Statues of Priapus were often hung with signs bearing epigrams, collected in Priapeia (treated below), which threatened sexual assault towards transgressors of the boundaries that he protected:

Percidere, puer, moneo; futuere, puella;
barbatum furem tertia poena manet.

Femina si furtum faciet mihi virve puerve,
haec cunnum, caput hic praebeat, ille nates.

Per medios ibit pueros mediasque puellas
mentula, barbatis non nisi summa petet.

I warn you, boy, you will be sodomised; girl, you will be fucked;
a third penalty awaits the bearded thief.

If a woman steals from me, or a man, or a boy,
let the first give me her cunt, the second his head, the third his buttocks.

My dick will go through the middle of boys and the middle of girls,
but with bearded men it will aim only for the top.

Another example comes from the works of Martial:

I am not hewn from fragile elm, nor is my member which stands stiff with a rigid shaft made from just any old wood. It is begotten from everlasting cypress, which fears not the passage of a hundred celestial ages nor the decay of advanced years. Fear this, evil doer, whoever you are. If your thieving rod harms the smallest shoots of this here vine, like it or not, this cypress rod will penetrate [i.e. sodomise] and plant a fig in you.

A number of Roman paintings of Priapus have survived from ancient times. One of the most famous such images of Priapus is that from the House of the Vettii in Pompeii. A fresco depicts the god weighing his phallus against a bag full of money; it appears that his phallus is heavier. In nearby Herculaneum, an excavated snack bar has a painting of Priapus behind the bar, apparently as a good-luck symbol for the customers.

In literature

Priapus gave rise to a genre of poetry collectively termed Priapeia. The genre shows how Roman poets in particular invented comic and obscene situations for the deity, giving him more literary prominence than he enjoyed in rites or cult, though masked phallic figures were prominent on many festive occasions, both in Greece and in the wider Roman world.

In Ovid's Fasti, the nymph Lotis fell into a drunken slumber at a feast, and Priapus seized this opportunity to advance upon her. With stealth he approached, and just before he could embrace her, Silenus's donkey alerted the party with "raucous braying". Lotis awoke and pushed Priapus away, but her only true escape was to be transformed into the lotus tree. To punish the donkey for spoiling his opportunity, Priapus bludgeoned it to death with his gargantuan phallus. In later versions of the story, Lotis is replaced with the virginal goddess Hestia. Ovid's anecdote served to explain why donkeys were sacrificed to Priapus in the city of Lampsacus on the Hellespont, where he was worshipped among the offspring of Hermes.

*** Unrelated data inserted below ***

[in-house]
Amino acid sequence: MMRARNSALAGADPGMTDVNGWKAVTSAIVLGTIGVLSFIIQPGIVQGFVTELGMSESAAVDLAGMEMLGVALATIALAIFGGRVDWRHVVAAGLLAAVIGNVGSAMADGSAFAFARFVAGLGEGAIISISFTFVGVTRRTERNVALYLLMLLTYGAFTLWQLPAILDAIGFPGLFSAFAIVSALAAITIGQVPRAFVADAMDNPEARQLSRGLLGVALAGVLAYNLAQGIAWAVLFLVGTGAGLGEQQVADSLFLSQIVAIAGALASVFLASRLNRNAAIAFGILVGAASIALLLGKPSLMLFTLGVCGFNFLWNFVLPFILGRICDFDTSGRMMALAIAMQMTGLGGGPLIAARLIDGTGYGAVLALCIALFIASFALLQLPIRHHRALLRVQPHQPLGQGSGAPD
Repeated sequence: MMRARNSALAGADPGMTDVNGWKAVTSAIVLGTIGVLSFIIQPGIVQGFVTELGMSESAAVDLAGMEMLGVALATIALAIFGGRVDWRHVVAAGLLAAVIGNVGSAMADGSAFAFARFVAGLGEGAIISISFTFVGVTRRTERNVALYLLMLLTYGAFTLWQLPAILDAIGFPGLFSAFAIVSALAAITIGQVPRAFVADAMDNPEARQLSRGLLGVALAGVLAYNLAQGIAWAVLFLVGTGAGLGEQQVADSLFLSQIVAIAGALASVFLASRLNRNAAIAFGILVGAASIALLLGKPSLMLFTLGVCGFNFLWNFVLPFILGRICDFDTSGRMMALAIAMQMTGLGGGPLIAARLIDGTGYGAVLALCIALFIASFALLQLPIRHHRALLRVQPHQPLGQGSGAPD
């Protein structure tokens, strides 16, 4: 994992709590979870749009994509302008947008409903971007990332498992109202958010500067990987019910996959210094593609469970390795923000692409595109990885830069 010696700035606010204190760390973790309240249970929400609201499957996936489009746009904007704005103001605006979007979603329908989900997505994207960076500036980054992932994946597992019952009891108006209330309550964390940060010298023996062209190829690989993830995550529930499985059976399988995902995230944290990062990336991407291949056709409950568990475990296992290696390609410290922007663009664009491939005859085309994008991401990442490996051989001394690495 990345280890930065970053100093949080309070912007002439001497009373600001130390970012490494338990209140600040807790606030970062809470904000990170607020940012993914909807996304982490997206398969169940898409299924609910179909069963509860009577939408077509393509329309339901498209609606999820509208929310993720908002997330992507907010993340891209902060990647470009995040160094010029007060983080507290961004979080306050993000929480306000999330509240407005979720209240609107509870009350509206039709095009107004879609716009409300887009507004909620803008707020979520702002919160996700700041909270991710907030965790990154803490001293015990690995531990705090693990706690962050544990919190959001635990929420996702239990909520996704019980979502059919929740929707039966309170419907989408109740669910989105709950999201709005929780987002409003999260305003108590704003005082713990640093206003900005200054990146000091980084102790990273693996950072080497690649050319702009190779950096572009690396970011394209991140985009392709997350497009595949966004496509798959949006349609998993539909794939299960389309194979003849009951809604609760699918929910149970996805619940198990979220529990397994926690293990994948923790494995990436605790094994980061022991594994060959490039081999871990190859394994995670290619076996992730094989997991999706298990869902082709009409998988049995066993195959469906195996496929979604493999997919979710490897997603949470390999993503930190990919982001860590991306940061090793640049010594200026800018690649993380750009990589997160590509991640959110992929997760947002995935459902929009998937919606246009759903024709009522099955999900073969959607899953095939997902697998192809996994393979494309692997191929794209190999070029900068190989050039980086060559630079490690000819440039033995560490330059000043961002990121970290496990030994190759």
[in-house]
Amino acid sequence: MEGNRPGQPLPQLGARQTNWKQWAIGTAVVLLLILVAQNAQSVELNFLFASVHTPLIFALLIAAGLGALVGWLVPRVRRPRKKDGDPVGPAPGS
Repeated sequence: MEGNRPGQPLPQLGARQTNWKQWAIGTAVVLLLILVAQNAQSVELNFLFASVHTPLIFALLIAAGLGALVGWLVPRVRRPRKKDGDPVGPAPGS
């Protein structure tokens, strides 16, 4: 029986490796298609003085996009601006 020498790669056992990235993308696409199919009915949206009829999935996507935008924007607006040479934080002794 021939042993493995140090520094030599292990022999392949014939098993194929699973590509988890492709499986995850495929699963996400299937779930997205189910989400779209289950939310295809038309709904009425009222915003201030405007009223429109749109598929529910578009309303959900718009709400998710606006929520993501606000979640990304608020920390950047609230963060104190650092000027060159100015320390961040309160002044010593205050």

Priapus is mentioned in Geoffrey Chaucer's The Merchant's Tale, part of the Canterbury Tales. During a description of a garden that the protagonist, Januarie, creates, Priapus is invoked in his form as God of gardens:

Ne Priapus ne myghte nat suffise, Though he be God of gardyns, for to telle The beautee of the gardyn and the welle, That stood under a laurer alwey grene.

Priapus might not suffice, Though he be god of gardens, to tell Of the beauty of the garden and the well That stood under the laurel, always green.

Priapus serves to remind the reader, or listening audience, that Januarie's intentions are driven by lust and not love.

Modern derivations

Medical terminology

The medical condition priapism derives its name from Priapus, alluding to the god's permanently engorged penis.

Natural history

  • The group of worm-like marine burrowing animals known as the Priapulidea, literally "penis worms", also derives its name from Priapus.
  • Mutinus caninus, a woodland fungus, draws its first name from Priapus's Roman name, due to its phallic shape.

Popular Culture

It has been suggested by some scholars that the modern popular garden gnome is a descendant of Priapus.

References